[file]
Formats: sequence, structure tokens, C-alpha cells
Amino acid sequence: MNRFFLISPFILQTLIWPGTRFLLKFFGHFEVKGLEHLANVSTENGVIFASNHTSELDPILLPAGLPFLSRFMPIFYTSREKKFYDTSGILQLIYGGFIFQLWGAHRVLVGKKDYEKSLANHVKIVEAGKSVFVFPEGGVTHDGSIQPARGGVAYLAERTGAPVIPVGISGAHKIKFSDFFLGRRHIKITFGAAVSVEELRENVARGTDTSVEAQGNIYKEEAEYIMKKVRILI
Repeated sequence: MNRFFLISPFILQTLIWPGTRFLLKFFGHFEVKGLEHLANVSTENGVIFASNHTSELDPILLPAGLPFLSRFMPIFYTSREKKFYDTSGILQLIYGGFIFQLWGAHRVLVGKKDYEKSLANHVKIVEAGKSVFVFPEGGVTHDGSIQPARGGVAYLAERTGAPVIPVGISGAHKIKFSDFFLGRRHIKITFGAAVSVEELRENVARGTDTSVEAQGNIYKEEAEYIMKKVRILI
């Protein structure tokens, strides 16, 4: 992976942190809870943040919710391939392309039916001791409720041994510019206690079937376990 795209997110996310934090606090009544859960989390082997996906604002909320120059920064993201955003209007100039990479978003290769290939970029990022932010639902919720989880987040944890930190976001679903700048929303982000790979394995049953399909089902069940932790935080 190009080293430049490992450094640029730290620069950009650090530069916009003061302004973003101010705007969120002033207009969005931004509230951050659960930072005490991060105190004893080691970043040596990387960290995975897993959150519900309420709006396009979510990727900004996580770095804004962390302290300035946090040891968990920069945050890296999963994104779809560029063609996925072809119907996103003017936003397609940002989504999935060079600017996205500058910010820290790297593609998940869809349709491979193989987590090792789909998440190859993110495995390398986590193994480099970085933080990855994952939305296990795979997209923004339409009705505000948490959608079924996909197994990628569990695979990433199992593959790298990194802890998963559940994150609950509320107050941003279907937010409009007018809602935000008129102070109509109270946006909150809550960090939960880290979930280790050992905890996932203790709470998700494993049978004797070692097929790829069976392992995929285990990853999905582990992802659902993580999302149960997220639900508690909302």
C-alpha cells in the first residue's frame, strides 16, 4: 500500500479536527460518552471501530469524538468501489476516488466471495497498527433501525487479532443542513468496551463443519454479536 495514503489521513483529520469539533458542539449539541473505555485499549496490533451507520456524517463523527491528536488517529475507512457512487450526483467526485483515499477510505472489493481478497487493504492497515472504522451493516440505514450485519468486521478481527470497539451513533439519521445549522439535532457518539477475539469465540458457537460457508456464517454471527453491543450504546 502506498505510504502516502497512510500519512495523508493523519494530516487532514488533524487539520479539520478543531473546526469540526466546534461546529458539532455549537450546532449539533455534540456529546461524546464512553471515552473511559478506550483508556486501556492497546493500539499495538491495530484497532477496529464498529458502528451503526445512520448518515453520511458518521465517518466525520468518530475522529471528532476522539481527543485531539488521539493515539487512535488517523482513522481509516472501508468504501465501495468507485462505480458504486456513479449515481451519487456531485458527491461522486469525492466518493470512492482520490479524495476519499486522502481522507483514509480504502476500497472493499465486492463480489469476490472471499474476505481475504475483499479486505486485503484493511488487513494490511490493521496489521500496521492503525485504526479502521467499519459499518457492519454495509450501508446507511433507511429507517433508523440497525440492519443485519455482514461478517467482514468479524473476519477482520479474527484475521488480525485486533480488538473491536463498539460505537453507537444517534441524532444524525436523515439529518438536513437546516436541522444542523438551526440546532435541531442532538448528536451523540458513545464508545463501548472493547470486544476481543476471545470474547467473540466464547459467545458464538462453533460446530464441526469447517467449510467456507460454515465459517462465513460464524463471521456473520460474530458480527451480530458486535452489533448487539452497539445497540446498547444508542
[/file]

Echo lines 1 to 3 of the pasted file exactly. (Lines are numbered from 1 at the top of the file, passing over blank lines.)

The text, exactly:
Formats: sequence, structure tokens, C-alpha cells
Amino acid sequence: MNRFFLISPFILQTLIWPGTRFLLKFFGHFEVKGLEHLANVSTENGVIFASNHTSELDPILLPAGLPFLSRFMPIFYTSREKKFYDTSGILQLIYGGFIFQLWGAHRVLVGKKDYEKSLANHVKIVEAGKSVFVFPEGGVTHDGSIQPARGGVAYLAERTGAPVIPVGISGAHKIKFSDFFLGRRHIKITFGAAVSVEELRENVARGTDTSVEAQGNIYKEEAEYIMKKVRILI
Repeated sequence: MNRFFLISPFILQTLIWPGTRFLLKFFGHFEVKGLEHLANVSTENGVIFASNHTSELDPILLPAGLPFLSRFMPIFYTSREKKFYDTSGILQLIYGGFIFQLWGAHRVLVGKKDYEKSLANHVKIVEAGKSVFVFPEGGVTHDGSIQPARGGVAYLAERTGAPVIPVGISGAHKIKFSDFFLGRRHIKITFGAAVSVEELRENVARGTDTSVEAQGNIYKEEAEYIMKKVRILI